Ghosts, goblins, ghouls and gum disease — all things you should be on the look out for this Halloween.

Your kids are most likely thrilled to hit the town this Halloween in their best costume and gather up as many sweets as possible. We also know you’re probably a little excited too — don’t worry, we won’t mention those treats you snagged from your kids’ bags when they weren’t looking.

While Halloween candy is often referenced as something that wreaks havoc on teeth, do you know the types in particular that are especially bad for your oral health? Check out the list below and make sure to keep an eye out for them in your trick or treaters’ bags.

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15 Sep 2017

Double Dipping is Gross — And Can Be Bad For Your Overall Health

We’ve all been there before. You’re in the midst of a fun party — the music sounds great, the conversation is flowing, and you’re having a fantastic time. Then, out of the corner of your eye, you see it. Wait, did Paul just double dip in the salsa?

Once your mild disgust passes, you continue on with the party — carefully avoiding the bowls Paul eats out of. But did you know that double dipping could actually have a profound effect on the rest of your body? You read right: double dipping can be bad for your overall health.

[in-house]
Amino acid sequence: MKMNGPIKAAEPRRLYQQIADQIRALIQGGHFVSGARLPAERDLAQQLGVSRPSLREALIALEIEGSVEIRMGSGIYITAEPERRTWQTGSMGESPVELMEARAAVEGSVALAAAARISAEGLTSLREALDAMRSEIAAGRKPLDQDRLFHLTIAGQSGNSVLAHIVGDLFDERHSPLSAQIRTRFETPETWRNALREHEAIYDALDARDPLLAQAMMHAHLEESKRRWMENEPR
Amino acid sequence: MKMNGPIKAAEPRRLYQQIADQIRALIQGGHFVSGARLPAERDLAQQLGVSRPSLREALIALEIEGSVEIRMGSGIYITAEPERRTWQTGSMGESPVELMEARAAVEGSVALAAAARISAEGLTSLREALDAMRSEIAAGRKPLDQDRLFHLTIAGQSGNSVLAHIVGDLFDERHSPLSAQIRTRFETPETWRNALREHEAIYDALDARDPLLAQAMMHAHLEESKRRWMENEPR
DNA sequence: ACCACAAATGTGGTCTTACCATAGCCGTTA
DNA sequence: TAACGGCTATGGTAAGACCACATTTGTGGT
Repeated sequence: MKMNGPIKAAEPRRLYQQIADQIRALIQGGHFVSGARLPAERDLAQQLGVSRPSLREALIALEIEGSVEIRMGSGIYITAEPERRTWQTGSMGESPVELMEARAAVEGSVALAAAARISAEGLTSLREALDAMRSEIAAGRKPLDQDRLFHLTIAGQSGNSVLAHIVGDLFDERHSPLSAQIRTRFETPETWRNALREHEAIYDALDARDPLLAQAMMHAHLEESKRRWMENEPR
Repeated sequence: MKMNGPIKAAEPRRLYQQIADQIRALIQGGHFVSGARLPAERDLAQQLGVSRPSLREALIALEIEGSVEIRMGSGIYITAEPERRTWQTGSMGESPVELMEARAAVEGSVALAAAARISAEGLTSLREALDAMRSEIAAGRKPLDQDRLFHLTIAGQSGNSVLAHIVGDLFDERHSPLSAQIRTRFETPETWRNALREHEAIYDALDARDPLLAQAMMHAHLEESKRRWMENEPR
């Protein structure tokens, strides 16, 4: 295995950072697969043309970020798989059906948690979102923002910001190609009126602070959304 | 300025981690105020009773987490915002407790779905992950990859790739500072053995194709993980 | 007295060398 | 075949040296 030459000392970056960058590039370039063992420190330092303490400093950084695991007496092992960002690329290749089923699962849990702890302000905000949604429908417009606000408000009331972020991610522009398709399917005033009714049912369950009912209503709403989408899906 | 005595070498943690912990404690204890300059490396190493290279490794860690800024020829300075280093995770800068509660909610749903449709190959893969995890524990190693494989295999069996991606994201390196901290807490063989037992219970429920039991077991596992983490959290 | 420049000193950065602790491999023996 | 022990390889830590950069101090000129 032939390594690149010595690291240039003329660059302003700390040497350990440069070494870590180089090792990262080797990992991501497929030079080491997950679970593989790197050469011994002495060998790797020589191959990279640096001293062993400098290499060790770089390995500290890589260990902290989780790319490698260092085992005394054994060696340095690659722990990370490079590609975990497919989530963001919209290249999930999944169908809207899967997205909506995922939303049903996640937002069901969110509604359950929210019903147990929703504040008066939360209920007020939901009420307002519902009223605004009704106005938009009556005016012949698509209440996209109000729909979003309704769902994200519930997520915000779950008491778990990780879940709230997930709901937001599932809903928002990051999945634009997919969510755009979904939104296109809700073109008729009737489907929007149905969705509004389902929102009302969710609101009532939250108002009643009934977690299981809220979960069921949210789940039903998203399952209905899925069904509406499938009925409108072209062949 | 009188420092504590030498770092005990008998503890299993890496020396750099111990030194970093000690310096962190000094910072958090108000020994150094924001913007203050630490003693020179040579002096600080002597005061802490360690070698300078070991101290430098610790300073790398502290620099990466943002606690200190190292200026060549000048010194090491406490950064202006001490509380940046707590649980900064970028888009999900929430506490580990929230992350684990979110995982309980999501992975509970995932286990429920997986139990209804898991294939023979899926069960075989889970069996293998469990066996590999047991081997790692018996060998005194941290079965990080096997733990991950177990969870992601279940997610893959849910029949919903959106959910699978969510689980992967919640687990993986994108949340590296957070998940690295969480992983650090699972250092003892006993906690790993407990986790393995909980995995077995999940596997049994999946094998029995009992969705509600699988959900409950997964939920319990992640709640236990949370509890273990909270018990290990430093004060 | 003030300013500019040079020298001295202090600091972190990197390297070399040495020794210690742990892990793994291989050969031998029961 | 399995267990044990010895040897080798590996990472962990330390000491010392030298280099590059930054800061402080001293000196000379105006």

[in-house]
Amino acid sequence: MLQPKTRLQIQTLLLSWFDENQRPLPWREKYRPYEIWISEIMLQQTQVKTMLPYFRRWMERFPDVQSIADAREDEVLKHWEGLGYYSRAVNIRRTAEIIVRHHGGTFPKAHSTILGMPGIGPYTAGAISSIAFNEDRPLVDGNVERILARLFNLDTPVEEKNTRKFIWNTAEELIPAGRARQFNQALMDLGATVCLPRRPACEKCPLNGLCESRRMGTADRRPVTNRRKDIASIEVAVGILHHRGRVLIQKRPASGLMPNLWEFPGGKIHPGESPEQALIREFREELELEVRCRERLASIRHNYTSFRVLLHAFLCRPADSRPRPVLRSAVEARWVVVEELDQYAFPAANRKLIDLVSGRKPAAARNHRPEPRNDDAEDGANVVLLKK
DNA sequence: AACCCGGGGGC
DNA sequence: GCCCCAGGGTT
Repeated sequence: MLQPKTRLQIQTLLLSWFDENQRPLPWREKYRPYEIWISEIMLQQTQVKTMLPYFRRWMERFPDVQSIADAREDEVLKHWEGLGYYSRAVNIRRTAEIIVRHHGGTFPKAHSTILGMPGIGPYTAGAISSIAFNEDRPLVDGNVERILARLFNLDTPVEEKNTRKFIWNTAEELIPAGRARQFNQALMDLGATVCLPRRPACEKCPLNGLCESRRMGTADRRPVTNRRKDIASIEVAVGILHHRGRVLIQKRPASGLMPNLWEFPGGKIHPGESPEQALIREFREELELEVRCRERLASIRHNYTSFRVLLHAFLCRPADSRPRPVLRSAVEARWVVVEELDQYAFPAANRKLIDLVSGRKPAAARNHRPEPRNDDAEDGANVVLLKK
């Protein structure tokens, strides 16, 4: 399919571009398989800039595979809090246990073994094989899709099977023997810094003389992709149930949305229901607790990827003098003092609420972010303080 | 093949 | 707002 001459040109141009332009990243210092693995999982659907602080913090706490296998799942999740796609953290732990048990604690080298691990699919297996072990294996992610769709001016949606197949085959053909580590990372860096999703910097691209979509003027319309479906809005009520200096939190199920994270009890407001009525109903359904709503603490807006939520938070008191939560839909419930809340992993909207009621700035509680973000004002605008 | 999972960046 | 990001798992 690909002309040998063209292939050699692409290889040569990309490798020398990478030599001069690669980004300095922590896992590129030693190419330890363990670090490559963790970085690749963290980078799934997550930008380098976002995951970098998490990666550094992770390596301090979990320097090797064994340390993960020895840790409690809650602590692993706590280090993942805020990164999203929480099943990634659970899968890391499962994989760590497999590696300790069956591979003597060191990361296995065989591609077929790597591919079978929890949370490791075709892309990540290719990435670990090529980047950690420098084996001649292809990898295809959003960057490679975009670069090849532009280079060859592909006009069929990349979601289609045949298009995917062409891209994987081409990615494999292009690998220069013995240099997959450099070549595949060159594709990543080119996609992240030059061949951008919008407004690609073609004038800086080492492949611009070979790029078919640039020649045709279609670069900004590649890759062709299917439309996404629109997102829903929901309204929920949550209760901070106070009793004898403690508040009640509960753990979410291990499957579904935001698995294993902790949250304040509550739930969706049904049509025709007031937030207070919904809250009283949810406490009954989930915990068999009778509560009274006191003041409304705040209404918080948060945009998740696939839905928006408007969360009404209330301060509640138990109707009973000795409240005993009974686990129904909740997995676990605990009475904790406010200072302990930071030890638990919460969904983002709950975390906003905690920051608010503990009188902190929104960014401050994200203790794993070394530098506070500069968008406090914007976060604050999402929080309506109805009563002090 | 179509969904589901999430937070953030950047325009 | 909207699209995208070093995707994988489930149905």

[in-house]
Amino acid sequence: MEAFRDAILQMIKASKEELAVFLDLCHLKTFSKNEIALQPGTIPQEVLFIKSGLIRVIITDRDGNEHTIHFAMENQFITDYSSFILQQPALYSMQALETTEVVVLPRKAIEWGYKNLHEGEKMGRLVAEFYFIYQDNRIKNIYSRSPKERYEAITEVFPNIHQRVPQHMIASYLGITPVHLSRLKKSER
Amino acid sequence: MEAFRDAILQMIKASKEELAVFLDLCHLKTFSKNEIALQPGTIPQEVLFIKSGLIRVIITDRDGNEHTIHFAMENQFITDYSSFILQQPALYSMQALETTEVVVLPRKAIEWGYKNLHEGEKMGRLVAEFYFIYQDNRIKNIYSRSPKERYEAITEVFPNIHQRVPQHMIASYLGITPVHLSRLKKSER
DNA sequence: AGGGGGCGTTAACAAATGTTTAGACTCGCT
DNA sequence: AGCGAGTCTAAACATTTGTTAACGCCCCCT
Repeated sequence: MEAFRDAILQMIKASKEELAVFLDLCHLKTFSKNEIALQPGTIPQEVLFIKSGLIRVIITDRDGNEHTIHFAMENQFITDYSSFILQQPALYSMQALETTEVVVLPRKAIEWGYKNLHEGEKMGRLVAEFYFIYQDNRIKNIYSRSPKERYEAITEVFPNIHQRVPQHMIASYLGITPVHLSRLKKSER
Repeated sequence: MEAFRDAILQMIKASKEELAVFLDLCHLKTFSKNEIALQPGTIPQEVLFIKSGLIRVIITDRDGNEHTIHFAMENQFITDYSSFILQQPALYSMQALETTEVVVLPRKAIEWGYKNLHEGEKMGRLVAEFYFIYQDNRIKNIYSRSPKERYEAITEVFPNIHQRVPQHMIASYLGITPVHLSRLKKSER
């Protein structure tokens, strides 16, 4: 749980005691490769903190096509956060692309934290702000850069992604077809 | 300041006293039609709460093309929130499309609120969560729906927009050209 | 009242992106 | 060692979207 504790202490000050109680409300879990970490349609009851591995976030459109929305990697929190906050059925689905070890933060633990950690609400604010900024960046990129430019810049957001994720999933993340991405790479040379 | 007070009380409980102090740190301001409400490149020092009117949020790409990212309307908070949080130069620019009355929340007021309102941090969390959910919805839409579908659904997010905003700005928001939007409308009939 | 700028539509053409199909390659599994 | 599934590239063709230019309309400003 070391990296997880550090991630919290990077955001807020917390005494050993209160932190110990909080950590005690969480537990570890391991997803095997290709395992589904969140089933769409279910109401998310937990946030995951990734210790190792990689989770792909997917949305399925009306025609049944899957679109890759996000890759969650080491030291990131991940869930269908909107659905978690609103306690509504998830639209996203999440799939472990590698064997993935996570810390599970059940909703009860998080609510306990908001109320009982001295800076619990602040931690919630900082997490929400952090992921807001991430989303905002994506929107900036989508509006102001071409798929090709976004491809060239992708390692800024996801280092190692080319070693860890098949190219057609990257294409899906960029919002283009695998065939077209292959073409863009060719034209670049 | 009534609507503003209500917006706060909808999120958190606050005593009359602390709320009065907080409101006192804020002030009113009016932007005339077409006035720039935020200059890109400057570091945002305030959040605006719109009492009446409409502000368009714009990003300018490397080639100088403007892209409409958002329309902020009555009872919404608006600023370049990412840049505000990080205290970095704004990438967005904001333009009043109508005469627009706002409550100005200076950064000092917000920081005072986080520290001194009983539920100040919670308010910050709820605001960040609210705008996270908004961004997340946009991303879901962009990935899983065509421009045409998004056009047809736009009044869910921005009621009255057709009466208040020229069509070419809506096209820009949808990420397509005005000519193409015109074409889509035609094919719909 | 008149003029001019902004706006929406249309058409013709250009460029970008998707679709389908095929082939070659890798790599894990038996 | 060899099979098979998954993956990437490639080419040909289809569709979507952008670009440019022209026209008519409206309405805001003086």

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14 Aug 2017
The Flossing Debate and Why There Shouldn't Be One

The Flossing Debate and Why There Shouldn’t Be One

The debate about the merits of flossing all started last August with The New York Times. The prestigious paper ran a story that implied that it might not be necessary to floss to prevent tooth decay, gum disease, and bone loss. The dental community responded with a unified and resounding, “Yes, it is.”

The NY Times article referred to the latest dietary guidelines published by the Departments of Agriculture and Health and Human Services that excluded flossing in their recommendations. The Associated Press reported that the government agency dropped flossing because officials had never researched whether flossing truly helped in upholding dental health.